Skip to content
Back Back to Insurance menu Go to Insurance
Back Back to Saga Money Go to Saga Money
Back Back to Saga Magazine menu Go to Magazine
Search Magazine

Deer warning for autumn drivers

25 September 2018

Sadly, autumn brings a higher risk of car accidents involving deer. Here are expert tips for drivers to stay safe on the roads.

Red deer stag in the countryside
Motorists should look out for deer at dawn and dusk, especially in the autumn as they're on the move for the mating season.

Highways England and The Deer Initiative have joined forces to warn motorists about the heightened risk of collisions between deer and vehicles during the autumn.

Across the UK it's estimated that there could be up to 74,000 deer-related vehicle accidents this year, resulting in more than 400 people being injured and 20 deaths.

Read more on autumn driving tips

Peak season

October through to December is considered a high-risk period as deer will be on the move for the autumn mating season, also known as the rut. 

The highest risk of a collision between a deer and a vehicle is between sunset and midnight, and the hours shortly before and after sunrise. 

How to drive in foggy conditions

Tony Sangwine, of Highways England, said: “Safety is our top priority, which is why we care about people’s journeys. We are working with The Deer Initiative to warn motorists about the risks caused by deer, when they suddenly appear on the road, particularly at both dawn and dusk.”

 “With most deer movement coinciding with key commuting hours, we are urging drivers to be more aware during this time of year so that they can complete their journeys safely and without incident.”

Autumn advice

With some 2 million deer living wild in the UK, newly qualified and urban drivers are asked to take extra precautions when venturing onto unfamiliar roads, especially those in more rural areas.

Wet weather driving tips

Here's Highways England’s advice on staying safe:

• When you see deer warning signs or are travelling through a heavily wooded or forested stretch of road, check your speed and stay alert.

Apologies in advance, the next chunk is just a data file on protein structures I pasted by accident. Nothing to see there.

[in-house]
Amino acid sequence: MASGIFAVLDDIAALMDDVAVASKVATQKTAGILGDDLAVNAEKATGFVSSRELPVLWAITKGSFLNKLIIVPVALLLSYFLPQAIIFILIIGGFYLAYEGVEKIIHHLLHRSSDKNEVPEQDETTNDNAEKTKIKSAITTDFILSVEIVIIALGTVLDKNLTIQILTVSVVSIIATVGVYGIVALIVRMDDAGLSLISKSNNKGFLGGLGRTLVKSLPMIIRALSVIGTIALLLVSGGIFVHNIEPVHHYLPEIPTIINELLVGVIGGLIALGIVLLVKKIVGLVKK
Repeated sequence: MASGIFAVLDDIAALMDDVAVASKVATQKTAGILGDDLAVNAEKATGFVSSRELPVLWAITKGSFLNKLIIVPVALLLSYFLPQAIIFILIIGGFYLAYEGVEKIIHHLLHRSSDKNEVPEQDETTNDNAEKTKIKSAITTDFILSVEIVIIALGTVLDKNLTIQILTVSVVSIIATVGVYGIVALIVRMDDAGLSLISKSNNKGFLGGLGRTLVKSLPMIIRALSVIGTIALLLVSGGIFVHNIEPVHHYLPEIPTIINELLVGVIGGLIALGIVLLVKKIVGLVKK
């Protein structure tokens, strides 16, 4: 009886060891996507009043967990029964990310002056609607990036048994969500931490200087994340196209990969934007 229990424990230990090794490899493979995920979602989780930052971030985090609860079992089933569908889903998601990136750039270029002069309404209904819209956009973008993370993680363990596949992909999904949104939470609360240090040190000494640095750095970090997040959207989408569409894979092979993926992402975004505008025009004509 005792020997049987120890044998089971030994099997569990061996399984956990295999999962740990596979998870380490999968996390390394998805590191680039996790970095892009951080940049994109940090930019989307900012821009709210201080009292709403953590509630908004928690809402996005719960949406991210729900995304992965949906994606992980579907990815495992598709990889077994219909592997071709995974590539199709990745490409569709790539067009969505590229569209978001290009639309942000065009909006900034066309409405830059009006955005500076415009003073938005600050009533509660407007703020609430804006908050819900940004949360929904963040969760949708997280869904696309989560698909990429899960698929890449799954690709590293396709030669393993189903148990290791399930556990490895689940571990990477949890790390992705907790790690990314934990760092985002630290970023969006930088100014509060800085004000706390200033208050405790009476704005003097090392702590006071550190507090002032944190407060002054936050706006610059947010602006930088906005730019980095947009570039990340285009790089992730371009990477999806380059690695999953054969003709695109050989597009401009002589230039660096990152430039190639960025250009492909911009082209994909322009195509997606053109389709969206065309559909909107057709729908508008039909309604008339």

• If your headlights are on, use full-beams when you can; but dip them if you see deer, as they may ‘freeze’.

• More deer may follow the first one you see.

• Be prepared to stop. Try not to suddenly swerve to avoid a deer. Hitting oncoming traffic or another obstacle could be even worse.

• If you have to stop, use your hazard warning lights.

• Do not approach an injured deer – it could be dangerous.

DeerAware runs a safety campaign for drivers throughout October and into November. You can follow DeerAware on Twitter or Facebook, or visit the DeerAware website for hotspot notifications during this period.

If you're involved in a collision with a deer and require assistance, call the police. To report an incident or get more safety advice on avoiding a collision, visit the DeerAware website. Information from drivers is vital, as accident data could be used to save lives.

Have you been on an amazing road trip that you would like to share with us? We're looking for fantastic journeys our readers have been on for a new feature in the magazine. Do email with details of where you went and when, and any great pictures, along with your recommendations for places that other road users can check out on the route.

Informative, in-depth and in the know: get the latest news, interviews and reviews with Saga Magazine.


The opinions expressed are those of the author and are not held by Saga unless specifically stated. The material is for general information only and does not constitute investment, tax, legal, medical or other form of advice. You should not rely on this information to make (or refrain from making) any decisions. Always obtain independent, professional advice for your own particular situation.